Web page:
I Lift My Soul, In You I Trust

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“To you, O Lord, I lift up my soul; in you I trust, O my God” (Psalm 25:1). This is the attitude of faith. It is simple and bold expression of a humble soul whose confidence is in the only One who is trustworthy in all things and in all times. Once again, David gives us an example of a right relationship with God.

David’s confidence in God is expressed this way in verse 3: “No one whose hope is in you will ever be put to shame, but they will be put to shame who are treacherous without excuse.” The key to David’s faith is found in the virtue of hope. It is useless to put our hope in anything that is finite, or worldly. Our hope is not in wealth, or in the vagaries of political power. The fragile and often deluded ego is not worthy of our hope. Only the eternal God, the Creator of the universe, the One whose love is greater than sin and death, is worthy of all hope. It is in him that we live and move and have our being. He is our Creator, our Savior, and our Advocate. David came to know this by faith alone.

But David also knows his weakness and his need for God’s wisdom. He says in verse 4: “Show me your ways, O Lord, teach me your paths. David, as we know, was a sinner just like the rest of us. And his sins were not insignificant. When the prophet Nathan confronted David with his sins before the Lord, David’s sorrow and repentance were great and sincere, and he experienced the greatness of God’s mercy. It is for this reason that he is humble before the Lord and knows that his ways are not the Lord’s. It is in this humility that he lifts up his soul to God and asks God to show him his ways, to teach him his paths. This lesson in humility and need hits the center of the target for all of us. We, too, need to come before the Lord with this humble recognition and this sincere desire to know God’s ways and to learn his paths.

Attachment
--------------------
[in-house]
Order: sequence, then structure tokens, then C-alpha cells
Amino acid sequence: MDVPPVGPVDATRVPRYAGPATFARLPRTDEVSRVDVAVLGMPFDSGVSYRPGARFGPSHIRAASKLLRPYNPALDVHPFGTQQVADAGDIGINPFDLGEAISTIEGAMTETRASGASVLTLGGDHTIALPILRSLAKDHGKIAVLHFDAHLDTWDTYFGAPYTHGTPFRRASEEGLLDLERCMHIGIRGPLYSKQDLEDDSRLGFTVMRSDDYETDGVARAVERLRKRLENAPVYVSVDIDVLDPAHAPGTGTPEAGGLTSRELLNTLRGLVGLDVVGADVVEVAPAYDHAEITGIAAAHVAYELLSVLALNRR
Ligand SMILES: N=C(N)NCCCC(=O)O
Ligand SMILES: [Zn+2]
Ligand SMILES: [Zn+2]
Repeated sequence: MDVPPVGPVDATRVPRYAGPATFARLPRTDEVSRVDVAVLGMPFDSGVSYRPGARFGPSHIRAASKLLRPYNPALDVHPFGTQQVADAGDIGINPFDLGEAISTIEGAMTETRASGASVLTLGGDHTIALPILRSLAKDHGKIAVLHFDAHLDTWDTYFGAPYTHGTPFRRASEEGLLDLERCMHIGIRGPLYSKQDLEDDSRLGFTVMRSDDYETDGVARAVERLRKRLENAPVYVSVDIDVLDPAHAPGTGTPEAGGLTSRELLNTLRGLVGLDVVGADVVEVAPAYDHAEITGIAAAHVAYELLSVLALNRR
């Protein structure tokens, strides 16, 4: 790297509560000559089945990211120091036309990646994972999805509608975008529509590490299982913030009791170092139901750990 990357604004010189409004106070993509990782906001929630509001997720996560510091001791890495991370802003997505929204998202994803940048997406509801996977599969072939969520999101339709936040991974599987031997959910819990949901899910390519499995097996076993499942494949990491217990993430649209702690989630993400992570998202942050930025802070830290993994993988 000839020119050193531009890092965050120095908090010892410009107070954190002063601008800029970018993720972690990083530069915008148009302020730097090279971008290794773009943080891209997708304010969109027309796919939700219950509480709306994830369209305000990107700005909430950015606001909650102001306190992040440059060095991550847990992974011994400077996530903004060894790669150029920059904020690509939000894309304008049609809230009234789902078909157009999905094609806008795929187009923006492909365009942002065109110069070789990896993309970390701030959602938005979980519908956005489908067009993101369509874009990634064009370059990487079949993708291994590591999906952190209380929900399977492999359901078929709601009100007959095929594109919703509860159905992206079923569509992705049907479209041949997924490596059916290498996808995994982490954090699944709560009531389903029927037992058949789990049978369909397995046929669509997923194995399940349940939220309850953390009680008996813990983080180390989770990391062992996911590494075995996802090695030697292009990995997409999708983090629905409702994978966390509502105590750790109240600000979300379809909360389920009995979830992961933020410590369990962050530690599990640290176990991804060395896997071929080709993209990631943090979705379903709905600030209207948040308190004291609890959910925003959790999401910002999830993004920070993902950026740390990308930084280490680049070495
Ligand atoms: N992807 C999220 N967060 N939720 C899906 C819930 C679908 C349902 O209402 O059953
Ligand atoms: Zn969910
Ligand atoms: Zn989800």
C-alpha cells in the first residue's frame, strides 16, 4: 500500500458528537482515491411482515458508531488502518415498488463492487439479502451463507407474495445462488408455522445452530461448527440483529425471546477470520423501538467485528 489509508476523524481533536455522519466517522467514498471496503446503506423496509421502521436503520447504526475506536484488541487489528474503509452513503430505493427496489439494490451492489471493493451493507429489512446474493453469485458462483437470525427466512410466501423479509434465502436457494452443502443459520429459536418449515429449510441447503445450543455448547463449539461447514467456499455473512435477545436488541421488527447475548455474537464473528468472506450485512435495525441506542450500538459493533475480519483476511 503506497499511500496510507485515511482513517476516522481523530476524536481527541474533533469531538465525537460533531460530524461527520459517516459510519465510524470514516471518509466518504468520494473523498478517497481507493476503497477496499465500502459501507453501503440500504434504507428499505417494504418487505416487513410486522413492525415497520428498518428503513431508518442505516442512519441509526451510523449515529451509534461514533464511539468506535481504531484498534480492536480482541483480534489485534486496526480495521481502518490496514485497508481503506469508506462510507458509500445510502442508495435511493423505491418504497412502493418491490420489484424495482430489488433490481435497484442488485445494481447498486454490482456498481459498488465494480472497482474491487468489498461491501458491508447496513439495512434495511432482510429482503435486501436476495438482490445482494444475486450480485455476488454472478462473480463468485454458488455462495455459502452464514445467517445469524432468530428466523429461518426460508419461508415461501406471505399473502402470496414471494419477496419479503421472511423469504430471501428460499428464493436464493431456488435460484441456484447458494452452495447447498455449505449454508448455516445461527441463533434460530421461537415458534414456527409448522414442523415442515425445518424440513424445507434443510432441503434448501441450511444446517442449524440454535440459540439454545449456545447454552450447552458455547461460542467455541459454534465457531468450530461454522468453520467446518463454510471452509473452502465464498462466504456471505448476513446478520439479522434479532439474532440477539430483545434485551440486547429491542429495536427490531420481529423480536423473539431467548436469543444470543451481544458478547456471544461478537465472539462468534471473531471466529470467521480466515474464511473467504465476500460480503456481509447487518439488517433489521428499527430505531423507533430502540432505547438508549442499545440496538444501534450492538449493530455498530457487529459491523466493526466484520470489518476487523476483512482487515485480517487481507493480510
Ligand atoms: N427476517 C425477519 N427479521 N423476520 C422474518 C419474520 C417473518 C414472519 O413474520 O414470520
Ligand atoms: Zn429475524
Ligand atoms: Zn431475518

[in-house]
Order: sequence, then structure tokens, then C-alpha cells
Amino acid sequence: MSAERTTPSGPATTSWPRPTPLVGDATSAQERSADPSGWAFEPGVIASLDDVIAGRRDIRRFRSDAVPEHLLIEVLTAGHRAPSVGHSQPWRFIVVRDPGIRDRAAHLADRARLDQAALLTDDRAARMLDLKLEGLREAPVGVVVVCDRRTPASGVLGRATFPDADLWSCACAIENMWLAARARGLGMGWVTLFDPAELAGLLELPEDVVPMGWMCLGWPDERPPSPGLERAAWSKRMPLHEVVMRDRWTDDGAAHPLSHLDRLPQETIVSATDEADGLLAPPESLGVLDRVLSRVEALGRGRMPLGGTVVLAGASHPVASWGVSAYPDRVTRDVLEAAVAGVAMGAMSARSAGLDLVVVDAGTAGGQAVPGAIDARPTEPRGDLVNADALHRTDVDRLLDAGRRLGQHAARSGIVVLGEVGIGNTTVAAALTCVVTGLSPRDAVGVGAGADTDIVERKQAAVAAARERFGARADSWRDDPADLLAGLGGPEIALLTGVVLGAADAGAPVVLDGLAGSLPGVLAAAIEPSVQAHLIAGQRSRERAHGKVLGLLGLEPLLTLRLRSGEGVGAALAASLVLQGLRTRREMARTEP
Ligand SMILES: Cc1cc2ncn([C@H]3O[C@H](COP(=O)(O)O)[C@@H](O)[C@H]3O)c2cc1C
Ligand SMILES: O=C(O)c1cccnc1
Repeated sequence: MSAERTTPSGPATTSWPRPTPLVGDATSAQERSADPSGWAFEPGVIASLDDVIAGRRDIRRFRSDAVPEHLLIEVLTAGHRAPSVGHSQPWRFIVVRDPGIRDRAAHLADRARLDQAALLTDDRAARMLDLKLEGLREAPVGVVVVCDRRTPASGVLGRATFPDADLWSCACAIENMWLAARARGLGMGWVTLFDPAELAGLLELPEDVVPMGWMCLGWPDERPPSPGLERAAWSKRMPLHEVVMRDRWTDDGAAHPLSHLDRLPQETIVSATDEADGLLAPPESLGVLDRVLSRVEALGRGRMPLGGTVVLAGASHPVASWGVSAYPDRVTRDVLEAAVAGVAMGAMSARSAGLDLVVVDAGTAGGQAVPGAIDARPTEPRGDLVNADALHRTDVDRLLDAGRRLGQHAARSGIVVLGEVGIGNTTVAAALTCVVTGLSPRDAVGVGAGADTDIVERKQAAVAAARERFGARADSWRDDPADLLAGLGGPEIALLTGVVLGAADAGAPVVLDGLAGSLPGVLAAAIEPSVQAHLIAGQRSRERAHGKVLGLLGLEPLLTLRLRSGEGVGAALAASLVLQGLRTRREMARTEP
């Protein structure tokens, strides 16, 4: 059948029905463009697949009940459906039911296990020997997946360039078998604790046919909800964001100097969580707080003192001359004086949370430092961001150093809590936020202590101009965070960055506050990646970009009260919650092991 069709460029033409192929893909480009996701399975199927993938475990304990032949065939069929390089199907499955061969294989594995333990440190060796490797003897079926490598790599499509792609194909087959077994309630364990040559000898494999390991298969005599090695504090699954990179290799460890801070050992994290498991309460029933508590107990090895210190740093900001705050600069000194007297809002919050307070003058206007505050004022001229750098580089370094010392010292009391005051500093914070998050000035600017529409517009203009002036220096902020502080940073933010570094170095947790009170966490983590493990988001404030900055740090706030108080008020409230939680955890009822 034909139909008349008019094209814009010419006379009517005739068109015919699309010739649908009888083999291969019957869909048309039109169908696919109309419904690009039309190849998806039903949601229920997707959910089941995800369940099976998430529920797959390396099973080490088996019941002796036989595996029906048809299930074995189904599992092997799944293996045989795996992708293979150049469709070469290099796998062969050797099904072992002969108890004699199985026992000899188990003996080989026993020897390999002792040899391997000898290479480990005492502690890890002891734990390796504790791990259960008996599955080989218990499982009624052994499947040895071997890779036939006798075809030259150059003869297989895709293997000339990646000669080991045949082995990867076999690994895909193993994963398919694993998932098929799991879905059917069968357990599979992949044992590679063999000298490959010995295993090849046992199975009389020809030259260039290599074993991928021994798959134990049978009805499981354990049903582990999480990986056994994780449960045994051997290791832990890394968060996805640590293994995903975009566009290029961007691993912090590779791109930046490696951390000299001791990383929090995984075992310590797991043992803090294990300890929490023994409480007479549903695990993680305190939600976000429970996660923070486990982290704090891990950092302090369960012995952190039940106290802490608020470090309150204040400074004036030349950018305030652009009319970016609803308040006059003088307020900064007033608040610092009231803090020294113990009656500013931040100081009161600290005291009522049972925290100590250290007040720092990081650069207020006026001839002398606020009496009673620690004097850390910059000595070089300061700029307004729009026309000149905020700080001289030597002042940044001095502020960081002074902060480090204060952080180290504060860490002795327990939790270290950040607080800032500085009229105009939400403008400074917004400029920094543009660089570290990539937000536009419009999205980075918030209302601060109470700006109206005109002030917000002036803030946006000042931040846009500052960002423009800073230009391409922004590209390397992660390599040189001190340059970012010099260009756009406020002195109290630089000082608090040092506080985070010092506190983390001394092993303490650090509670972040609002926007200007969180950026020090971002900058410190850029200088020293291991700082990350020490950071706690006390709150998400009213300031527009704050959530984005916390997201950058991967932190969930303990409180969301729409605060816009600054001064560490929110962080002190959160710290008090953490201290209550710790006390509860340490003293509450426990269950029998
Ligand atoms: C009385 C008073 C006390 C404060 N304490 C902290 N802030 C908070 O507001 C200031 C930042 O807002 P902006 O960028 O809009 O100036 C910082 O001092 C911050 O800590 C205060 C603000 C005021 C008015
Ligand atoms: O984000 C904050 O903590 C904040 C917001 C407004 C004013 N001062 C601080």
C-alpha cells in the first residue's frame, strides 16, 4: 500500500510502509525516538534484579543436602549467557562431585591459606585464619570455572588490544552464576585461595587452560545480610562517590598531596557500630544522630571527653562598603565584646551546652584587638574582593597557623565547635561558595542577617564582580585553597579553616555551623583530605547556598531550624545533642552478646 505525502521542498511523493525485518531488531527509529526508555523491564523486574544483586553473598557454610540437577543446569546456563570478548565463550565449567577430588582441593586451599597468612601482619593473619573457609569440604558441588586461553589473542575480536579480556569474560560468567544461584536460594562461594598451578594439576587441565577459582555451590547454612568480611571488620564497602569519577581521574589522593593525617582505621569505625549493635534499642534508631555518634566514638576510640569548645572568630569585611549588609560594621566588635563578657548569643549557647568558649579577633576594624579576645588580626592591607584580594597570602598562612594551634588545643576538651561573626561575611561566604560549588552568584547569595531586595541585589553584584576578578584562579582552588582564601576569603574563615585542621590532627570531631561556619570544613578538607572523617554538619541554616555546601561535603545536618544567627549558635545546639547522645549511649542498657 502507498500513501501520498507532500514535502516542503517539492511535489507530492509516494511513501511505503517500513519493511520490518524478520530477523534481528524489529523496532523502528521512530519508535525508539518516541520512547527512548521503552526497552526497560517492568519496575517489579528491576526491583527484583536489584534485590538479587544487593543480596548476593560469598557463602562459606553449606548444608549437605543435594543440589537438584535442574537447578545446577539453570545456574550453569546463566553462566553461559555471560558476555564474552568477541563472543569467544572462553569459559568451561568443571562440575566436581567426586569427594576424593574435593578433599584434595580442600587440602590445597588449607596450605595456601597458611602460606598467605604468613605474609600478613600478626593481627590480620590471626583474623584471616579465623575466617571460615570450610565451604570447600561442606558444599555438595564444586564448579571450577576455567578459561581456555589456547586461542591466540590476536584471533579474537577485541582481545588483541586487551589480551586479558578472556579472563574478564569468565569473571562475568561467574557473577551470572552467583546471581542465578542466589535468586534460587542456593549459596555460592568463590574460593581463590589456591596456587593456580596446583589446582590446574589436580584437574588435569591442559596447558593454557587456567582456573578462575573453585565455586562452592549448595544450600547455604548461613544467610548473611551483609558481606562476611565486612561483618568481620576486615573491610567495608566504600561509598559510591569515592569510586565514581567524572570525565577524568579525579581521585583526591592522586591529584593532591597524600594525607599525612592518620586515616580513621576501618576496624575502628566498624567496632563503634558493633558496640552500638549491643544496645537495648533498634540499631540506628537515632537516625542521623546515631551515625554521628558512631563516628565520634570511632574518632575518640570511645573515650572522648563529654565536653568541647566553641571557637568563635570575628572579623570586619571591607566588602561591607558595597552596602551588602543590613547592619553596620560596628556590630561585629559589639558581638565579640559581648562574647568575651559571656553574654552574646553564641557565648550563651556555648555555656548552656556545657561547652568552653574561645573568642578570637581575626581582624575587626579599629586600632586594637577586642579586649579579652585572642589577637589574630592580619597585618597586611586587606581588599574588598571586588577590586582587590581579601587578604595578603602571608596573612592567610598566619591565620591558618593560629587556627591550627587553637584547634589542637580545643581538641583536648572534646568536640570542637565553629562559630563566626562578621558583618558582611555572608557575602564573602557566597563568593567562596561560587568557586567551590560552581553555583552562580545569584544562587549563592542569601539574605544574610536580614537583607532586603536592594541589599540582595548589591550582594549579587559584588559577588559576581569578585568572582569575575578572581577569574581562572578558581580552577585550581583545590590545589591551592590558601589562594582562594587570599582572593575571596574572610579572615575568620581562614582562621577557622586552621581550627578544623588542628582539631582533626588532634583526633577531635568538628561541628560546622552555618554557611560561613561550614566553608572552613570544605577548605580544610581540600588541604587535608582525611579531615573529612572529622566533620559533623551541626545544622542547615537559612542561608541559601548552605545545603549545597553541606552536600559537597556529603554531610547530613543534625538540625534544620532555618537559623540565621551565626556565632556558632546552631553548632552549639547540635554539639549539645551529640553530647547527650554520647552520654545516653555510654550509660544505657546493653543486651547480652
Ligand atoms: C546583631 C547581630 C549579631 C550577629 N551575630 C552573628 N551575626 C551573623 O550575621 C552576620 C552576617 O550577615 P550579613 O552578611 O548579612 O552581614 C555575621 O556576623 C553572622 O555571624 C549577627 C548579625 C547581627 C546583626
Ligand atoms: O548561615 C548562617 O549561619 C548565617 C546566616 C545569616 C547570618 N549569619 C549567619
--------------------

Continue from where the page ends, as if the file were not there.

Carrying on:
David has come to know God through the light of experience and faith. He can say of the Lord: “Good and upright is the Lord, therefore he instructs sinners in his ways. He guides the humble in what is right…” And here is the real insight that David has, and that we ought to contemplate in our own lives: All the ways of the Lord are loving and faithful toward those who keep the demands of his covenant” (verses 8-10). David comes before the Lord as we should, humble and contrite, aware of our brokenness, no matter how great, or how small. David recognizes his need for God’s liberating forgiveness. This is what we are called upon to recognize as well. With this hope, rooted in humility and faith, we need fear nothing that the world threatens. We should fear only the loss of the Lord’s love and grace.

To paraphrase David: We pray that the Lord will look upon our weaknesses and our distress, that in his mercy he will take away our sins and rescue us from our troubles. Lord, give us the graces we need to remain upright in your ways and protect us in our hope in you. We pray in these things in your name, Lord. Amen.

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Dan Doyle is a husband, father, grandfather, Vietnam veteran, and retired professor of Humanities at Seattle University. He taught 13 years at the high school level and 22 years at the university level. He spends his time now babysitting his granddaughter. He is a poet and a blogger as well. Dan holds an AA degree in English Literature, a BA in Comparative Literature, and an MA in Theology, and writes regularly for The Veterans Site Blog.